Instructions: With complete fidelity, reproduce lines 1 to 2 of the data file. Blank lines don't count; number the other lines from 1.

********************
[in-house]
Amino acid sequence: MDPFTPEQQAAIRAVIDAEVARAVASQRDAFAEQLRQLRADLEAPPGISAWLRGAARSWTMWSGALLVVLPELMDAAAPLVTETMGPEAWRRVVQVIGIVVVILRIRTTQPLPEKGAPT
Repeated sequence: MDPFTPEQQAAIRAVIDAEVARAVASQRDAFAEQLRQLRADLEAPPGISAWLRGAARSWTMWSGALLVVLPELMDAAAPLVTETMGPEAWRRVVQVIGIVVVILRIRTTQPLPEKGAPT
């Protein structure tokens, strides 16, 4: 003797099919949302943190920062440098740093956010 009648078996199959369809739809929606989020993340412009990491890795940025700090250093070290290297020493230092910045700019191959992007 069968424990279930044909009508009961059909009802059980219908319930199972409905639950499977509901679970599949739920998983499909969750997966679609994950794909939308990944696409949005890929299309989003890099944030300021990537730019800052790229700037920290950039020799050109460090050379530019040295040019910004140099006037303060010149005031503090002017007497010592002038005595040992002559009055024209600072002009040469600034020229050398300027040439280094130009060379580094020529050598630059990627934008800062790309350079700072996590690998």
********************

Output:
[in-house]
Amino acid sequence: MDPFTPEQQAAIRAVIDAEVARAVASQRDAFAEQLRQLRADLEAPPGISAWLRGAARSWTMWSGALLVVLPELMDAAAPLVTETMGPEAWRRVVQVIGIVVVILRIRTTQPLPEKGAPT